Chris Mitchell: Let's talk about one use case that I'm very excited about. I've been in some ways evangelizing for this type of approach. The intricate technology is not as important to me as the sense of what you can do with it. I like to imagine, I have a child in the public school system, they have a device likely from the public school system. This is hypothetical of course, Jackson is almost one year old. What happens is wherever he goes with that device as long as those VLANs are there, that device could just log in. If he's at a friend's house or even if maybe I'm a low income family, if then he goes out to a public access point or perhaps the neighbor's signal is there and if the neighbor has consented to this, then his device will just connect. Effectively he will be at school on his device.

David Young: With all of the school's network security policies and access to all of the public school's resources, the public library resources. It would be as if seamlessly he was inside school on the same network. Yes, that is one of the most exciting use cases for us as well.

Chris Mitchell: The nice thing is, is that if you're a parent who's really worried about your child being on the open Internet, where they might find material that they're not even seeking and would be inappropriate, the fact that even in your home you wouldn't even have to worry about managing that connection -- Because I think a lot of parents are worried that their kids are going to be more tech savvy than they are, or they're worried that they won't have it set correctly, but now even in your home own your kids is using that device behind the filters and using all those resources. To me that seems like it's a very good solution.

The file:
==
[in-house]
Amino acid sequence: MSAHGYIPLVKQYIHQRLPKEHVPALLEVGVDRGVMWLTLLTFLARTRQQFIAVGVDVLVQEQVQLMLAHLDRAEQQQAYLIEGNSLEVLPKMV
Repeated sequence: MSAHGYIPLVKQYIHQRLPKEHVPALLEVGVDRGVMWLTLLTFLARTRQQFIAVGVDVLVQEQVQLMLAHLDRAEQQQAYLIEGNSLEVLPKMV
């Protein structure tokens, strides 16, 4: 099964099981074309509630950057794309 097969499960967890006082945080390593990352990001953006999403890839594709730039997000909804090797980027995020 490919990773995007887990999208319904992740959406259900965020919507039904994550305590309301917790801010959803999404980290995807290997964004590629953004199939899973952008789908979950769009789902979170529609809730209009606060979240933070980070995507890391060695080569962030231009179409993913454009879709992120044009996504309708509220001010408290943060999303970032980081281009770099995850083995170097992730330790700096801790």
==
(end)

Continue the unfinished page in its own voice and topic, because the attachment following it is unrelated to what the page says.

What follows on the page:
David Young: We were very excited about it. It was one of those conversations, it's like, "What could we do with this? What would be the actual cost of providing this?" It's not a lot because there's some version of over 9,000 VLANs on a particular network so what does providing 15 cost? Not a lot from the provider, other than willingness and creativity of thought. By building this network as a public/private partnership there was a higher level discussion than just a dollar here or a dollar there, it's what could we do together. The Virtual Network, Virtual Local Area Network, VLAN project is actually my personal favorite part of the agreement. As we go forward we're connecting all the traffic signals in the city as they're building it out. We have a new program called Green Light Lincoln, which is upgrading out entire traffic system to the 21st century. We'll be putting in a new ATMS, Advanced Traffic Management System, next year to leverage all these new connections. Over the next three years every street light in the city will be connected to this new ATMS system.

Chris Mitchell: Let me suggest that perhaps your traffic engineers haven't seen Die Hard Four. It's a little bit concerning.

David Young: Technology should be treated cautiously I agree. Die Hard Four was a wonderful movie.

Chris Mitchell: Yeah, especially the part where the car flies up to take the helicopter out, but it's not something I've seen more than ten times, I assure you.

David Young: If you think about commute times and public dollars and impacting people's daily life, if we can make the system more efficient, that impacts everybody's life every day, whether you're riding the bus or whether you're driving your own car.

Chris Mitchell: Right, you can do a prioritization for public transit. As you said if everyone spends less time in congestion you're not only saving them time, you have less pollution. There's tremendous benefits to this.

David Young: On that, and then the other piece what if we don't have to widen the road? To widen the road costs us -- A road widening project for one mile is $10 million. What if we can just upgrade the infrastructure and allow more cars to travel through faster? We don't have to spend that public dollar there, we can spend it on maintaining that road instead of widening it and impacting those properties that are adjacent to it. It is really exciting for us. It's an exciting time to be in Lincoln working with the Public Works Department. Fiber-to-the-Home, the Fiber-to-the-Business project, the Green Light Lincoln project, there's a lot of technology projects going on right now in Lincoln.

Chris Mitchell: We talked about a couple of different aspects with the franchise. Is there anything else that you see that you are doing in Lincoln working with Allo that others aren't doing where you're getting ahead of the curve?